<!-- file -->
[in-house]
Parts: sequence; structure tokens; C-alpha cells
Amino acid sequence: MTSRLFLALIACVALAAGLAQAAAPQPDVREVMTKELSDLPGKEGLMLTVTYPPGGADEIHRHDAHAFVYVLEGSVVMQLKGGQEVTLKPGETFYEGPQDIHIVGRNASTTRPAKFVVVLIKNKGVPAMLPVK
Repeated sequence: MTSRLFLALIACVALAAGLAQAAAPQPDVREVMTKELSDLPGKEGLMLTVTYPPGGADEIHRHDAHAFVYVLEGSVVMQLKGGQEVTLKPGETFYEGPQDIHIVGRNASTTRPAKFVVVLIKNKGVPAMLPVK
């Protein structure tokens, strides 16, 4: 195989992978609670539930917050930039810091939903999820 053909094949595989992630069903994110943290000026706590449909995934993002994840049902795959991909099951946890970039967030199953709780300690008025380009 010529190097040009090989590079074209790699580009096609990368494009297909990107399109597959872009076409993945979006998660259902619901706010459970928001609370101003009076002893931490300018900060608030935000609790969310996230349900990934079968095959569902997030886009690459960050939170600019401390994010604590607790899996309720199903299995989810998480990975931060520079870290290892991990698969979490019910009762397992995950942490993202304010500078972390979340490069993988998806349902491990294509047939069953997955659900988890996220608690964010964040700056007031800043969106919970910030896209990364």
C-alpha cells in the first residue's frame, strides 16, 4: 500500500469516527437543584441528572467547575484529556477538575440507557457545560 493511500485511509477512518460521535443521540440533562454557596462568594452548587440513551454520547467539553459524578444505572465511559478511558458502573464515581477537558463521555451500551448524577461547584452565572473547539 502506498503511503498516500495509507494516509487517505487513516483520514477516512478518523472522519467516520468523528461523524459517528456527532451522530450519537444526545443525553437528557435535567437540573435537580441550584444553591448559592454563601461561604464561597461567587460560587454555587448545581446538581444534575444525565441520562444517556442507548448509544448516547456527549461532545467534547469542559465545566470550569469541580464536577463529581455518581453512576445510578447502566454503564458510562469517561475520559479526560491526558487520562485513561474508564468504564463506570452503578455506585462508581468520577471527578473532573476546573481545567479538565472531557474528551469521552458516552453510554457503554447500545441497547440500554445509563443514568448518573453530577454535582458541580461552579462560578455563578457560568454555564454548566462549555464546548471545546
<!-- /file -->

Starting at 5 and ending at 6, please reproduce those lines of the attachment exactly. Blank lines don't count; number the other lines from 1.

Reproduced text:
């Protein structure tokens, strides 16, 4: 195989992978609670539930917050930039810091939903999820 053909094949595989992630069903994110943290000026706590449909995934993002994840049902795959991909099951946890970039967030199953709780300690008025380009 010529190097040009090989590079074209790699580009096609990368494009297909990107399109597959872009076409993945979006998660259902619901706010459970928001609370101003009076002893931490300018900060608030935000609790969310996230349900990934079968095959569902997030886009690459960050939170600019401390994010604590607790899996309720199903299995989810998480990975931060520079870290290892991990698969979490019910009762397992995950942490993202304010500078972390979340490069993988998806349902491990294509047939069953997955659900988890996220608690964010964040700056007031800043969106919970910030896209990364």
C-alpha cells in the first residue's frame, strides 16, 4: 500500500469516527437543584441528572467547575484529556477538575440507557457545560 493511500485511509477512518460521535443521540440533562454557596462568594452548587440513551454520547467539553459524578444505572465511559478511558458502573464515581477537558463521555451500551448524577461547584452565572473547539 502506498503511503498516500495509507494516509487517505487513516483520514477516512478518523472522519467516520468523528461523524459517528456527532451522530450519537444526545443525553437528557435535567437540573435537580441550584444553591448559592454563601461561604464561597461567587460560587454555587448545581446538581444534575444525565441520562444517556442507548448509544448516547456527549461532545467534547469542559465545566470550569469541580464536577463529581455518581453512576445510578447502566454503564458510562469517561475520559479526560491526558487520562485513561474508564468504564463506570452503578455506585462508581468520577471527578473532573476546573481545567479538565472531557474528551469521552458516552453510554457503554447500545441497547440500554445509563443514568448518573453530577454535582458541580461552579462560578455563578457560568454555564454548566462549555464546548471545546